We frequently hear about product liability lawsuits before US courts in the media, but only the most bizarre and drastic cases seem to make the headlines. These are cases in which, for instance, plaintiffs claim enormous amounts of damages compensation.
A particularly interesting and recent case is the San Francisco jury verdict in Dewayne Johnson v. Monsanto Company. The court ordered Monsanto to pay a total amount of US$ 289 million (US$ 250 million in punitive damages and US$ 39 million in compensatory damages and costs). The jury found unanimously that Monsanto’s glyphosate-based Roundup weed killer caused Mr. Johnson to develop a deadly cancer, and that Monsanto had deliberately failed to warn the public of the product’s inherent dangers. Monsanto will have to lodge an appeal against the jury verdict and it may take several years until the final outcome will be known. The press usually only reports on the verdict of the jury and not on the final result of the case once it has gone all the way through the court system. A very instructive example as to how the jury verdict and the final judgment may significantly differ is the case Robinson v. R.J. Reynolds Tobacco Co.
In 2006, Cynthia Robinson, the widow of a chain smoker who died of lung cancer, sued cigarette manufacturer Reynolds in Florida for damages. The jury awarded her more than 23 billion US$. Cynthia Robinson argued that the tobacco industry was aware of the harmfulness of tobacco consumption but had long kept quiet and advertised cigarettes in a trivial manner with full knowledge of the health risks. In the USA, there are also “punitive” damages in addition to conventional damages, which explain such a high award. The actual (also called compensatory) damages amounted to only 16.9 million US$. US courts allow punitive damage awards in certain cases to deter future similar conduct, as opposed to compensatory damages, which are only intended to compensate the plaintiff for his or her injury.
In Germany, the Spiegel magazine reported on this case in 2014. However, its reporting failed to emphasize the fact that the award by the jury was reviewable in the US court system, so this high award was not the ultimate outcome of the case. Six months later, the district court overturned the verdict on punitive damages. The district court reduced punitive damages from 23.6 billion US$ to 16.9 million US$ (!), and subsequently the higher court granted a new trial. US Supreme Court decisions have often clarified that punitive damages should typically be limited to no more than 10x compensatory damages unless there has been particularly egregious conduct. Little has been reported on the drastic reduction in punitive damages in this case even in the US media but also in Germany.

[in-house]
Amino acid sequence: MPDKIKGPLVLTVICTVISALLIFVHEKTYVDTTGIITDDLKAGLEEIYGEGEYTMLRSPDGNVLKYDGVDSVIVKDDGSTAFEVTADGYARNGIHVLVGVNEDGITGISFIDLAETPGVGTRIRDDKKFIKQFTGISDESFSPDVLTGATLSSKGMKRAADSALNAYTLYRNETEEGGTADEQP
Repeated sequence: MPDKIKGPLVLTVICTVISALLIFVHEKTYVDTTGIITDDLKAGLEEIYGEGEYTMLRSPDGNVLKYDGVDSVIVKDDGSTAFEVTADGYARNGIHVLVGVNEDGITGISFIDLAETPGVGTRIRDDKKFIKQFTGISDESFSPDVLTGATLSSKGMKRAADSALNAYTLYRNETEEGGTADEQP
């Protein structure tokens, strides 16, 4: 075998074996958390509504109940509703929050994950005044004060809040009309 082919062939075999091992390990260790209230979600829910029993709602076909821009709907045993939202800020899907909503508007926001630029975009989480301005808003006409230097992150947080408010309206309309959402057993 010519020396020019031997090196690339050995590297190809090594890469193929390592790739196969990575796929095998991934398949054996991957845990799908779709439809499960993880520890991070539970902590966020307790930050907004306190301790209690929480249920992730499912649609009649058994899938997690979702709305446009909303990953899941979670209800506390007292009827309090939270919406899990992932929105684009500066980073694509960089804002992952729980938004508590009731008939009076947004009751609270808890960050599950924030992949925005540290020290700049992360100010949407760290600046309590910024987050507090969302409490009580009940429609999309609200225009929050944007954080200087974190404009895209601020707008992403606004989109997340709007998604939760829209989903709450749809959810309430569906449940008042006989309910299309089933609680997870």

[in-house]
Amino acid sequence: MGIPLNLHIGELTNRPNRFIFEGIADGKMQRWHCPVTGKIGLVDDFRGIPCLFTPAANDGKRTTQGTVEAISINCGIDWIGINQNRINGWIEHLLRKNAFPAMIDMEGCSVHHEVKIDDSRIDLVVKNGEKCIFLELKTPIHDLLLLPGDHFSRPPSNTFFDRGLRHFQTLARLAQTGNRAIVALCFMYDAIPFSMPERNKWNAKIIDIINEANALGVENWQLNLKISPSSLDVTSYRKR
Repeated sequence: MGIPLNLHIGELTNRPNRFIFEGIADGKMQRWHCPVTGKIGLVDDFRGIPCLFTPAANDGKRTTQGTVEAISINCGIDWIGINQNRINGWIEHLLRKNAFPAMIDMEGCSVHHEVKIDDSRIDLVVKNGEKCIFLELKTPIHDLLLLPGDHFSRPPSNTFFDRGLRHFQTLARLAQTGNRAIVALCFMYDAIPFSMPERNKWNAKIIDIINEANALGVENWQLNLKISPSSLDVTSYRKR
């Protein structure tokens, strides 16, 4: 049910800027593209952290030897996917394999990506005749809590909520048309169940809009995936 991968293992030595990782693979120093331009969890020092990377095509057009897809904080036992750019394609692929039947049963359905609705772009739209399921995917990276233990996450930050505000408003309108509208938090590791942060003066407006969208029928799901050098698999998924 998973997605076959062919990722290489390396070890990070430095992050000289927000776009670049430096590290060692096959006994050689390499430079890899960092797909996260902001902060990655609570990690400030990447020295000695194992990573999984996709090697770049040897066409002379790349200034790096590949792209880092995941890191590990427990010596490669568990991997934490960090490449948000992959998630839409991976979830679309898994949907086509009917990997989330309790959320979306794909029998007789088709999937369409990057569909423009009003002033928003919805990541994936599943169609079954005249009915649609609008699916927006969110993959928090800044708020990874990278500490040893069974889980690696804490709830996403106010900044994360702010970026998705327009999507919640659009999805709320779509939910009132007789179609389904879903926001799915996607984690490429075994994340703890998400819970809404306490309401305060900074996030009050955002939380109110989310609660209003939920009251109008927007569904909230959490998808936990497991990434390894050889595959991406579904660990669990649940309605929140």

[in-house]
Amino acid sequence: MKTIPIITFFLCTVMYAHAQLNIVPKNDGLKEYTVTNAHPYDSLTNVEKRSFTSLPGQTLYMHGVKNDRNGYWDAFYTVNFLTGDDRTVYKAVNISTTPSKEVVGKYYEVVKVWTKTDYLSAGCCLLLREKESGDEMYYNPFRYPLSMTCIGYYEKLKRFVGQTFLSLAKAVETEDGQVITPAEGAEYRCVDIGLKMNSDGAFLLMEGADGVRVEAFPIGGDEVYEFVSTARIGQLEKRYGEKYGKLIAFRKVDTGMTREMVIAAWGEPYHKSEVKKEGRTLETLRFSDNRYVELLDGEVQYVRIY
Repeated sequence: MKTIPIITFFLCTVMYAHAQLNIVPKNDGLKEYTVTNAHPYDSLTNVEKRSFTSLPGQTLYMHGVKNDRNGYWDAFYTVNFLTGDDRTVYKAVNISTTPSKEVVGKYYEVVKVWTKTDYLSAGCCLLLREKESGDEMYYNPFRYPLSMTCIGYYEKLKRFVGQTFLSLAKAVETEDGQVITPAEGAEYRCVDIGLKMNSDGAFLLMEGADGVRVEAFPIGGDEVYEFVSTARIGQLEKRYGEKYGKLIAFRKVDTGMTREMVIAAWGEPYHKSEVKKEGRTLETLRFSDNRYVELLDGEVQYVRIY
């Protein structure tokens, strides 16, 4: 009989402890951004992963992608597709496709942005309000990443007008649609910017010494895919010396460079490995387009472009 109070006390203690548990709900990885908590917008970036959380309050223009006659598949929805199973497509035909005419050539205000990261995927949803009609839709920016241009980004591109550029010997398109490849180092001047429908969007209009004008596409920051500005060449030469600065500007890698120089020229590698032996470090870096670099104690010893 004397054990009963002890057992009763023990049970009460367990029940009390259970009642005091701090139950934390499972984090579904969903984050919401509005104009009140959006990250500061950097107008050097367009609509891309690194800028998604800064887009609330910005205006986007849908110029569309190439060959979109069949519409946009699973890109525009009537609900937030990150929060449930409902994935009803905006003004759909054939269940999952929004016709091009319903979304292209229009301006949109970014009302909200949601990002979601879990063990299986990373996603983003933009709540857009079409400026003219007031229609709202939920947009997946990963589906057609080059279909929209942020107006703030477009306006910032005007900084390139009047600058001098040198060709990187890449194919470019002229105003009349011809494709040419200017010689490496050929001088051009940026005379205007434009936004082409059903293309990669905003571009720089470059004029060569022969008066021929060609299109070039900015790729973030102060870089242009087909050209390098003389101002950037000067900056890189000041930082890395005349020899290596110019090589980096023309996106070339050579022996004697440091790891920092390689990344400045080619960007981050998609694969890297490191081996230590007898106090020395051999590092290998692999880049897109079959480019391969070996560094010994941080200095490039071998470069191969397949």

This example shows that product liability risk in the USA is often exaggerated. However, an exporter must of course be mindful of product liability risks in the USA and should take appropriate measures to reduce them. The good news is that a punitive damages award before German courts is not possible. Such US judgments cannot be enforced in Germany (as opposed to an award of conventional or compensatory damages).
Claims for damages can be based on
Exporters can reduce the risk of being held liable for damages due to product defects in the USA if they are made aware of, minimize, and ideally avoid typical product defects.
In the USA, the following categories of product defects are distinguished:
Prior to the first distribution of products in the USA, it must be carefully examined whether and, if so, which approval requirements must be complied with. In this context, operating instructions must also be checked for their suitability for the US market. A mere translation of German operating instructions into English or Spanish is not sufficient because warnings with symbols may have to be used, which are defined by various US organizations depending on the product. Examples include OSHA (Occupational Safety & Health Administration), NEMA (National Electrical Manufacturers Association), UL (Underwriters Laboratories) and ANSI (American National Standard Institute).
In most cases, the establishment of an independent US company as a distributor is also recommended. The German product manufacturer may nevertheless be held liable in Germany for a product defect. However, if there is a US sales company that is legally interposed, a US plaintiff will generally first take legal action against the US company for procedural and cost-related reasons. This is not least because, unlike in Germany, American plaintiff attorneys often handle such lawsuits on a contingent fee basis. As a result plaintiffs do not incur comparably significant amounts in legal fees.
When drafting distribution agreements with US partners, care should be taken to shift liability to the US distribution partner to the greatest extent possible. This must be done by taking out product liability insurance policies on the part of the manufacturer and the US distributor.
Our risk management services for exporters to the USA
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